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Thursday, April 28, 2011

Breaking news: After tornado, stone age conditions exist in Huntsville, Ala.

(Photo courtesy of NASA Earth Observatory - April 27, 2011)

Relatives and friends in Huntsville, Ala. report the tornado which hit the Space Center town, also home of Redstone Arsenal, caused death, destruction, and damage yesterday.

Some have decided to leave the state and not return until electric service is restored. Those traveling to Georgia say traffic lights are not working until you reach Rome, Ga. which is 128 miles away.

Students at A&M University have been told to leave campus, even out-of-state freshman with no gas to reach home or the airport. Other students are calling the local radio station to match them up with households that will take them in.

Times are hard in this part of North Alabama, but many inhabitants are just glad to have a roof over their heads.

"It's like we're back in the Stone Age," said Robert McCoy who lives in North Huntsville. An engineer, McCoy is living without electricity and has no gas for his generator. "The only thing that protected us was the big hill behind our house," McCoy said.

His wife, Alice, who is a nurse at Huntsville Hospital, has been working non-stop. Nine deaths resulting from the storm's fury have been reported. The 2010 census sets the population of the Huntsville Metropolitan area at 417,593.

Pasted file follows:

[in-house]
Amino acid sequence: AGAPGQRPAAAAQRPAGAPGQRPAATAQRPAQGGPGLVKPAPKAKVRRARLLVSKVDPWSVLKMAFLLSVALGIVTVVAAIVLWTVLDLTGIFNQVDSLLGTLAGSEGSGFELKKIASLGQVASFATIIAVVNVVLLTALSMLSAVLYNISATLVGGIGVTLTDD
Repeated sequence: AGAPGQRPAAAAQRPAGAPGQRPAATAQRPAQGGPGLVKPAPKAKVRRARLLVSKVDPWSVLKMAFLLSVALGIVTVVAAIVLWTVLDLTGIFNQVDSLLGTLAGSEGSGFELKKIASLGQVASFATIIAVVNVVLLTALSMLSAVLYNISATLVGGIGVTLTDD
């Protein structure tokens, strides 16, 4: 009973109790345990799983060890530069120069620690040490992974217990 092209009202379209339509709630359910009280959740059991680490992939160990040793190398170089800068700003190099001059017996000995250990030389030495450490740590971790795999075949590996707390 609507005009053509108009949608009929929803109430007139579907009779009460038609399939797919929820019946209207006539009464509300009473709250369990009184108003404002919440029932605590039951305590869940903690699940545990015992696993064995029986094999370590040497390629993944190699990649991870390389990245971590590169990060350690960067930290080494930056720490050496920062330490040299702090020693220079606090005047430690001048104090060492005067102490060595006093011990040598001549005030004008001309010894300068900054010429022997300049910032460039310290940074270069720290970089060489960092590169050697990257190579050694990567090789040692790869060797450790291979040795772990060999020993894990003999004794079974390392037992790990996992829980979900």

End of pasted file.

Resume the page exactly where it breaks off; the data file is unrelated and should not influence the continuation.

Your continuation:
Mary Billings, a university student counselor, said Pulaski Pike near her home was "just terrible," but she was not leaving her house because of reports of looting. "We're riding it out," said Billings who has enough food and water but no electricity.

Her husband's cousin, who lived in nearby Harvest, Ala., was killed and his two story home destroyed. "His house was completely wiped off the slab, and only three front steps are left," Billings said. "Because of the gas situation, we may not be able to make it to his funeral."

Katie Morris, who works at Albert's Flowers, the family business, said employees and customers found safety in the flower shop's refrigerator until the storm passed. On the way home, Morris stopped at Costco for 30 minutes where customers were herded into the freezer for their safety.